May 24, 2012
Garden Design on a Dime
Exercise your green thumb—and keep some green in your pocket
For Metro Detroit’s neighborhood horticulturalists, the unseasonably warm March was simply a tease. When tulips, daffodils and buttercups—even hostas—begin their ascension from the soil, it’s usually a signal that it’s almost time to get busy in the garden.
But, not this year. Good gardeners with real green thumbs knew despite temperatures rising into the 70s, they still had to wait to plant annuals and new perennials. Now, it’s officially spring planting time, but before you slip on your gloves, cushion your knees and dig into the earth on your quest to win your neighborhood garden club award, consider a summer spending plan.
Those lime green or orange lawn chairs you spotted are cute enough, and so are the flowers to match, but all that spending may not be a good match for your budget at the end of the day.
I know it’s hard when you get to Eastern Market and the flats start calling your name. I also know someone who goes crazy buying flowers. She throws all caution to the wind and buys whatever catches her eye to go head’s up in a competition with her neighbors.
She has good intentions to get all those plants into the ground, but by mid-summer some of the plants are sagging and scorched and by summer’s end and full flats sit on the back porch. Maybe you can relate. Having the best yard may not be your goal, but you still want it to look good.
Whatever your plans, you can have an eye-catching yard without breaking the bank. Here are eight tips to help prune expenses.
1. Set a spending limit. No one plans to spend a lot of money on flowers and plants, but it sure is easy to do. Decide how much you plan to spend, set your spending limit and stick to it.
2. Start plants from seed. Growing perennials from seed may come with some trial and error, and it can take several years before the plants become the brilliant array of color you’re going for. The payoff is, though, you can grow lots of flowers for a fraction of what you’d pay for a flat at the store. Then, you can spend that money on buying something else for your garden.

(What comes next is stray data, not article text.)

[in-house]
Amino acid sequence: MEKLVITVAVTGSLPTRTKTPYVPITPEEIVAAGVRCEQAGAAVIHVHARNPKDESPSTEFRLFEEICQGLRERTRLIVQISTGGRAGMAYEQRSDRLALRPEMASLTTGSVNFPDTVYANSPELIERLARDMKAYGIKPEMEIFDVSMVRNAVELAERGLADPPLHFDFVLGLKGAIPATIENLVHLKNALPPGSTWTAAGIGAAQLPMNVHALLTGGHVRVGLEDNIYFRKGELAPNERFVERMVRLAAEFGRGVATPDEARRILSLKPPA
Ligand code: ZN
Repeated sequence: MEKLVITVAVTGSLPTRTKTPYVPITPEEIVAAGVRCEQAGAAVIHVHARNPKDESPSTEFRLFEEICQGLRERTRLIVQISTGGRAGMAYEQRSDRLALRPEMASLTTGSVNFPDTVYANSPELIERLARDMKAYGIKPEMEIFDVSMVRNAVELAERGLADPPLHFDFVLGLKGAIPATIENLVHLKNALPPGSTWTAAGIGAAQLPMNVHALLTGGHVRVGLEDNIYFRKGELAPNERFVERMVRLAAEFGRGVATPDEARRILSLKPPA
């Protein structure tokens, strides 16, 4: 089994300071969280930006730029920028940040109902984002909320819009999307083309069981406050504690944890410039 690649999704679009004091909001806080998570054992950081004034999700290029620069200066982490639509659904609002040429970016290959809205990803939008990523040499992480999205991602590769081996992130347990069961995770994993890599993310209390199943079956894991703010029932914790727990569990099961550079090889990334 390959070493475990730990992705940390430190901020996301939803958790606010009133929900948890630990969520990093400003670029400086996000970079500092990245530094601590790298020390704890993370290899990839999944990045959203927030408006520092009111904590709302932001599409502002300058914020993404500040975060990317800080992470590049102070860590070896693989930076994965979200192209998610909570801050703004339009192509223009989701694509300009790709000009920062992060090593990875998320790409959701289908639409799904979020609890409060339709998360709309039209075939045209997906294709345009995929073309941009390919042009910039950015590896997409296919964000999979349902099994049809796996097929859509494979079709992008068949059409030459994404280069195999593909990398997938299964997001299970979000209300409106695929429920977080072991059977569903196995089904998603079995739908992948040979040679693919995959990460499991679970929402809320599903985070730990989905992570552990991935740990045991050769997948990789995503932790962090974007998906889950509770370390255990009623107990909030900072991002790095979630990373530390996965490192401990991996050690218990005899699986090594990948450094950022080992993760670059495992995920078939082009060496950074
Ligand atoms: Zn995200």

3. Start with smaller plants. It’s great to have a wonderful looking garden the first day you plant, but if saving money is your goal, you can cut your bill by 60-70 percent just by buying smaller plants.
4. Use what you already have. Instead of buying a fancy compost bin, use an old garbage can instead. This will save you close to $100, and lower your need to buy fertilizer. Use colorful dollar store mop buckets and small trashcans for planters. Just cut a hole in the bottom and they’re ready to go.
5. Do a plant swap. In many Detroit neighborhoods, residents meet once a year to exchange plants. Participate in this community event, and you can come home with a bundle of new plants you don’t have to buy and you can share yours.
6. Find plants with many blooms that will flower all season. Impatiens and geraniums are good examples. As long as you keep them watered, they will continue to multiply, giving you pleasure all summer long.
7. Buy perennials at the end of the blooming season at a fraction of the price. Perennials bloom every year. Purchasing a tired looking plant at the end of the season is like buying a coat in January; it will be like new the following year—if you can stand to look at it meanwhile.
8. Hang out with the experts at Eastern Market. You will expand your knowledge with the free advice, make some new friends, and get some great deals, too. Just don’t dally on Flower Day; with nearly 200,000 people to serve on May 20, compared to 40,000 on a regular Saturday, they won’t have time to chat.
Samirian Hill, a financial educator, is founder and president of Budgetwise Financial Solutions in Southfield.